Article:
In place of the glossed over elements of Roger Ebert’s life, we instead have moving and affectionate tributes from young independent filmmakers the critic tirelessly supported, and also a greater focus on what the film tragically had to become, a record of his final days. We spring back and forth from Ebert’s glory years, the pinnacle of his life to the bittersweetness of his cruel physical erosion at the hands of a terrible disease. Ebert seems remarkably chipper towards the end, understandably happy at all he has been able to achieve and enjoy in 50 years of journalism and 70 years of life as a whole. He seems as giddy as a schoolchild when Steve James comes into his hospital room with a camera to introduce the documentary, before somewhat brazenly (if you can be brazen with an electronic voice) providing the director with suggestions for how he would handle the scene. The most heartbreaking moment of the film comes from essentially witnessing the legendary critic’s final gasp as Steve James’ email correspondence with him to support the documentary peters out and eventually, inevitably stops entirely.
The scenes from Ebert’s hospital bed and during his attempted rehabilitation are deeply upsetting viewing, and you find yourself grateful that you’re not seeing him on one of his bad days. Even when we witness the distress of Ebert frantically trying to plug some speakers into his laptop so he can boom out music to make a painful daily procedure more bearable, or when he’s been awkwardly assisted by Chaz and his home carers up a small flight of stairs, we know that he will have been through so much worse. Some might accuse this chapter of the film of being a little distasteful, making a show of a dying man’s torment, but as Roger poignantly puts it, he didn’t want to hide from the public eye if his health ever went into a sudden decline like his dear friend Gene Siskel chose to do.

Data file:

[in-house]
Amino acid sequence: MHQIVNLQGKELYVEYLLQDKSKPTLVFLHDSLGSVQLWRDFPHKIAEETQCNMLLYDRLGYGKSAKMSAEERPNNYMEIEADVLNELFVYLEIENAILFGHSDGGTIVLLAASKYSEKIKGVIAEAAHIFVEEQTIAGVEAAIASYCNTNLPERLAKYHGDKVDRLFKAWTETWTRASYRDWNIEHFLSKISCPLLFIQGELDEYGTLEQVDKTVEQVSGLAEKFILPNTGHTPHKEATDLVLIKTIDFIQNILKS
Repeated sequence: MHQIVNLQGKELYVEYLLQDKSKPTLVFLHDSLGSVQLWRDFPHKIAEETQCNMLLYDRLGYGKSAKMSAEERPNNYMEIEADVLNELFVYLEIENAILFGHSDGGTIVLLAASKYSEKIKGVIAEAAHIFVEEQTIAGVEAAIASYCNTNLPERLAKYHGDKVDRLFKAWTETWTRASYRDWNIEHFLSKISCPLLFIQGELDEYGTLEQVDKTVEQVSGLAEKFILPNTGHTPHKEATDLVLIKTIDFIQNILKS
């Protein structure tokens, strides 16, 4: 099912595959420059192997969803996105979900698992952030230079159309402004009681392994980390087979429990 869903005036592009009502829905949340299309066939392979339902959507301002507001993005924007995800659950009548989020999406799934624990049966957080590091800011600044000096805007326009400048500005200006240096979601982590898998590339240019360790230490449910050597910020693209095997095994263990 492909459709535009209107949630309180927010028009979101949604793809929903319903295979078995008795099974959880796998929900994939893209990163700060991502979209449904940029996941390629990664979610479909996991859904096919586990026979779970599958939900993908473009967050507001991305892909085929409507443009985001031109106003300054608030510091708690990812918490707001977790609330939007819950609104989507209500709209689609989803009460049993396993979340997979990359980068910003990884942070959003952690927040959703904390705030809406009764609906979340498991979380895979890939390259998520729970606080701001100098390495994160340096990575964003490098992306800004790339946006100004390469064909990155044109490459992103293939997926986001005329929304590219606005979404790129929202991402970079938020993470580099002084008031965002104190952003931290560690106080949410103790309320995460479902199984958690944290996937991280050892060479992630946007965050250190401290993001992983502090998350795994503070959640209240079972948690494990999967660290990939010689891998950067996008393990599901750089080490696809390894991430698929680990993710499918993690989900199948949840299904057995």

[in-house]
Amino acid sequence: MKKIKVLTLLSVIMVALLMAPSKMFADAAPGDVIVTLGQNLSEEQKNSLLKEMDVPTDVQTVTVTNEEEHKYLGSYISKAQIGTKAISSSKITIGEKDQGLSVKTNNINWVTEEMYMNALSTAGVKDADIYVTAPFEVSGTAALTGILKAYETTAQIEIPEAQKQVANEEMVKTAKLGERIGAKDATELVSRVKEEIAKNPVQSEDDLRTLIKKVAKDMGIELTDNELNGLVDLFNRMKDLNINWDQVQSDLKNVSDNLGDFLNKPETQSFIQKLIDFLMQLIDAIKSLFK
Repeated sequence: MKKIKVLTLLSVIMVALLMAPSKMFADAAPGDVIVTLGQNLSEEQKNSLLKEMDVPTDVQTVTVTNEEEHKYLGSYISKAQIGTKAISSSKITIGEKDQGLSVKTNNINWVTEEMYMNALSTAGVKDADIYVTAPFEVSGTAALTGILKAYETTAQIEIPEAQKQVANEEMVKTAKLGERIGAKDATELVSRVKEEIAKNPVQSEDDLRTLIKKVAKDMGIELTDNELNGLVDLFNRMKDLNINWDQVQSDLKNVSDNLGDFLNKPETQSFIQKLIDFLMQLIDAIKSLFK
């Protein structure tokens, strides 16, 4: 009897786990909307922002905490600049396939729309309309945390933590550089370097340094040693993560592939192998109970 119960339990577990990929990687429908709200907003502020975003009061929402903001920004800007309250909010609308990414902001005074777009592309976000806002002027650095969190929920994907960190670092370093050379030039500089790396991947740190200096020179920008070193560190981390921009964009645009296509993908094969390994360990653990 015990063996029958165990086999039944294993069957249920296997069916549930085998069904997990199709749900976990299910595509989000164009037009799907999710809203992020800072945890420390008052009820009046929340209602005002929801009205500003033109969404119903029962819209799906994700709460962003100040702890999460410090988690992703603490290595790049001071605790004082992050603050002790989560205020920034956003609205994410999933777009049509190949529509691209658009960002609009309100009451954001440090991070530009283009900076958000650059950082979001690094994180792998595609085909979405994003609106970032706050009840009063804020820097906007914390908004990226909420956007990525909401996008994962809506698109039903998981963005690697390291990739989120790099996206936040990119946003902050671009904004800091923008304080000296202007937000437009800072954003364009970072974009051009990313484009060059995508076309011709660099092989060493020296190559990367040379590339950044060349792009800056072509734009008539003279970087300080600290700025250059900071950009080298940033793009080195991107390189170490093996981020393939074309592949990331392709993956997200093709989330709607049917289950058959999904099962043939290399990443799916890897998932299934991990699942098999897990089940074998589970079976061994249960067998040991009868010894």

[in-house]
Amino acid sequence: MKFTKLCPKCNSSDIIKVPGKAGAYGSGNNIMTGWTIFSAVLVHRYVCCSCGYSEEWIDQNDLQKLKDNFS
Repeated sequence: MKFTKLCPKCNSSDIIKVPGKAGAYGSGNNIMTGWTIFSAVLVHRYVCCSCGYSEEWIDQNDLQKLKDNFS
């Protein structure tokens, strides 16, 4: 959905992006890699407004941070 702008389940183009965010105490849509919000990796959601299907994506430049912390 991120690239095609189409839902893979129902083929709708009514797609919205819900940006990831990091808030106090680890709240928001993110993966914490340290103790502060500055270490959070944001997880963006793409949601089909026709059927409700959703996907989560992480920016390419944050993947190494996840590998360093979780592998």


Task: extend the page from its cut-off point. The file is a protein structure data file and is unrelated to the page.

It’s the dissection of Ebert’s somewhat contradictory but unbreakable friendship with Siskel that is the most rewarding, perceptive and funny aspect of the film, as well it should be. Throughout their respective careers, they were both competing rivals and best friends, they loved and loathed each other is seemingly equal measure, as confirmed by Siskel’s widow and the pair’s longtime producer. We get to see just how Godawful Ebert’s TV persona was before he met Siskel – awkward, unfunny, dull – and the contrast with the brilliant chemistry of the pair laying into each other about every film they disagree on (and even some they both loved). Steve James selects a choice outtake that proves the bickering became even pettier off-camera, a simple fluff resulting in repeated frustrated takes and Siskel and Ebert picking apart their colleague’s performance. Amusingly, on the order their names appeared in the title of their shows, Ebert sneers that he’s older, Ebert comes first alphabetically, so “of course Gene’s name goes first”.
Everyone should get something out of Life Itself, it is after all a fascinating story well-told. But this is also clearly one that will mean the most to Roger Ebert’s myriad fans and admirers. Sadly, as a Brit, I didn’t have the opportunity to grow up watching Ebert on TV as everyone in the USA did, but over time I’ve committed myself to seeking out his writing online, until he became my go-to-critic in his last few years. After reading his memoir, I even found myself seeking out Ebert’s favourite pub in London on my last visit, and I’ll admit it brought on a strange feeling of inner peace, of enlightenment, that I was sitting and drinking in the same spot one of my heroes once did.
The awards buzz for this one is strong, but I’m not sure Roger would care either way. He did sometimes disagree with the praise his fellows piled on films after all, for instance calling GLADIATOR’s Best Picture win the worst decision The Academy ever made. I think all he’d really care about is that the telling of his life story was turned into something honest, entertaining and thoughtful by a filmmaker he admired. It’s just such a shame that Ebert never got to see the end result, because Steve James has certainly done Roger Ebert justice with Life Itself, and considering the long, full and remarkable life the critic lead, that’s no mean feat. SSP